FTC v. Wyndham Worldwide Corporation

Third Circuit to Wyndham (Part II): “Deceptive” is also “Unfair” in the Cybersecurity Context

In Part I, we discussed the Third Circuit’s finding that the “unfair” prong of the FTC Act does not require the agency to provide specific cybersecurity standards with “ascertainable certainty” to which companies must conform.  In Part II, we discuss the interplay between the FTC’s prohibition on “deceptive” acts and unfair cybersecurity practices.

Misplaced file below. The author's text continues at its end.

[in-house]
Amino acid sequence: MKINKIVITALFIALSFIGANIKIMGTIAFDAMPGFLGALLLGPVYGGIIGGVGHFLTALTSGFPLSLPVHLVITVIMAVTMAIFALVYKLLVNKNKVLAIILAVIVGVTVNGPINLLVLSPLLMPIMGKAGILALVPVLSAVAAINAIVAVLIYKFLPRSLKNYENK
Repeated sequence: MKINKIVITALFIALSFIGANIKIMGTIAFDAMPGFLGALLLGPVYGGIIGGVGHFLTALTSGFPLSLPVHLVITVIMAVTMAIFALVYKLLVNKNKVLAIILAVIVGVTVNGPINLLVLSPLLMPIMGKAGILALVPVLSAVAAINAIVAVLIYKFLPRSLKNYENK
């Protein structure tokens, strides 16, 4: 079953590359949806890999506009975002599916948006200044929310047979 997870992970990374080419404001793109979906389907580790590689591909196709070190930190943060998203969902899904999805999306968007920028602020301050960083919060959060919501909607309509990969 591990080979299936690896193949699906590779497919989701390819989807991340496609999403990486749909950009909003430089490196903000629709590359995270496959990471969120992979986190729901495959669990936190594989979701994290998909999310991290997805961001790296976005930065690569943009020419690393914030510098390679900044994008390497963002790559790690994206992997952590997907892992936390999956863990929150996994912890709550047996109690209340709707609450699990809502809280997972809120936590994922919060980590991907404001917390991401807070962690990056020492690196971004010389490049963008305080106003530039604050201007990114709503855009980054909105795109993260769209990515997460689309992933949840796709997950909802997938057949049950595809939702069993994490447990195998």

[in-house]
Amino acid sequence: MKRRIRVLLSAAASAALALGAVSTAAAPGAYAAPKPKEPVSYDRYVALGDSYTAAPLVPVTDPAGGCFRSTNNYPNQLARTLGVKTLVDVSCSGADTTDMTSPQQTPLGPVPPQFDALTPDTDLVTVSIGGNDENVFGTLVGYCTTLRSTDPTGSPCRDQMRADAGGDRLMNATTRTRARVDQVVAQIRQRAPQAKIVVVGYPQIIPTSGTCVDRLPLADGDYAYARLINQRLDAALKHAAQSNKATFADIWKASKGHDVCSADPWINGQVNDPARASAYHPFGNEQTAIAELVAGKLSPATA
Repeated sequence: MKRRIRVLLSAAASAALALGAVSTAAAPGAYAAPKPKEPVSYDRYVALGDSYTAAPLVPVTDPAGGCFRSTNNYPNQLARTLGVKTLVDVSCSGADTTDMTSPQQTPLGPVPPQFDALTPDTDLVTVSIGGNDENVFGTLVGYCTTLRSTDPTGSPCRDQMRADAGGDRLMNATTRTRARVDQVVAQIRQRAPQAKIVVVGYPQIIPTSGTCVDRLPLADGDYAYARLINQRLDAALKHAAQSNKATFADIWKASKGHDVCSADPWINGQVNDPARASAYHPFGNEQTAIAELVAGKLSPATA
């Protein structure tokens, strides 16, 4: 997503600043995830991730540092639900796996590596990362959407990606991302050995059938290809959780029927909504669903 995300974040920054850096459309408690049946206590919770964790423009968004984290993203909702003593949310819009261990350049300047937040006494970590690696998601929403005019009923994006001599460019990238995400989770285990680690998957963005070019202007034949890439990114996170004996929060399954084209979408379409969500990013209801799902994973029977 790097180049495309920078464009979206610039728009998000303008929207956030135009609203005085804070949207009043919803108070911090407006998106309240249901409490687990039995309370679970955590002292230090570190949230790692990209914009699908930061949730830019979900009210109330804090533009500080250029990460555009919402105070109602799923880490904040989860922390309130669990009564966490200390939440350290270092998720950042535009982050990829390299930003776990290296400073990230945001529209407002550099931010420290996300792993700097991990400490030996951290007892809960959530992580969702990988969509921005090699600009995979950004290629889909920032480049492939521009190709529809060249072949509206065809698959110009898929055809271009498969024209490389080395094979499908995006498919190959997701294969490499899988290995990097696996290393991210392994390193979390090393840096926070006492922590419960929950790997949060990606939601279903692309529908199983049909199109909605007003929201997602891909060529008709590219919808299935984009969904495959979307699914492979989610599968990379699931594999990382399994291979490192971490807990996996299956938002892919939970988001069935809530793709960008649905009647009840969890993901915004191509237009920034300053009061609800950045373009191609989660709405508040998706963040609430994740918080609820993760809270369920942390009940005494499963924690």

The FTC has long applied its “deceptive acts” enforcement power to police representations, omissions or practices that are likely to mislead consumers acting reasonably under the circumstances, [1] and its “unfair acts” enforcement power to police acts that likely injure consumers, but which are not reasonably avoidable by the consumers themselves. [2] In the cybersecurity context, the Third Circuit’s landmark decision in FTC v. Wyndham Worldwide Corporation illustrates the “frequent overlap” between deception and unfairness by explicitly linking alleged overstatements in privacy policies to the question of whether security practices are unfair.  Accordingly, companies should exercise serious care in crafting representations in their privacy policies, terms of use, and other consumer-facing statements to validate that those statements closely conform to actual, internal business practices.

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